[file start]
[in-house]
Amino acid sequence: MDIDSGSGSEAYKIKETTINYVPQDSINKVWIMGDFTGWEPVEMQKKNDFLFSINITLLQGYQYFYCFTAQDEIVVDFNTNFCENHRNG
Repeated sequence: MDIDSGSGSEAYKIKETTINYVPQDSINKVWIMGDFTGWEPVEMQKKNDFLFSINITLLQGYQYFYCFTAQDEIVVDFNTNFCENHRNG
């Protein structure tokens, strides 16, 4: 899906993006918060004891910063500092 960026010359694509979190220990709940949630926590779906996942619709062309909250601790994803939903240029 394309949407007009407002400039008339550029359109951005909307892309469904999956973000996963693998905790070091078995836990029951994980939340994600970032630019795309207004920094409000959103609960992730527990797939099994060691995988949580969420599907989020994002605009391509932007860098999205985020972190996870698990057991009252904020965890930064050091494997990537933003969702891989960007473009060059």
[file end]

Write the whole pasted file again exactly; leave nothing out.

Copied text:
[in-house]
Amino acid sequence: MDIDSGSGSEAYKIKETTINYVPQDSINKVWIMGDFTGWEPVEMQKKNDFLFSINITLLQGYQYFYCFTAQDEIVVDFNTNFCENHRNG
Repeated sequence: MDIDSGSGSEAYKIKETTINYVPQDSINKVWIMGDFTGWEPVEMQKKNDFLFSINITLLQGYQYFYCFTAQDEIVVDFNTNFCENHRNG
């Protein structure tokens, strides 16, 4: 899906993006918060004891910063500092 960026010359694509979190220990709940949630926590779906996942619709062309909250601790994803939903240029 394309949407007009407002400039008339550029359109951005909307892309469904999956973000996963693998905790070091078995836990029951994980939340994600970032630019795309207004920094409000959103609960992730527990797939099994060691995988949580969420599907989020994002605009391509932007860098999205985020972190996870698990057991009252904020965890930064050091494997990537933003969702891989960007473009060059």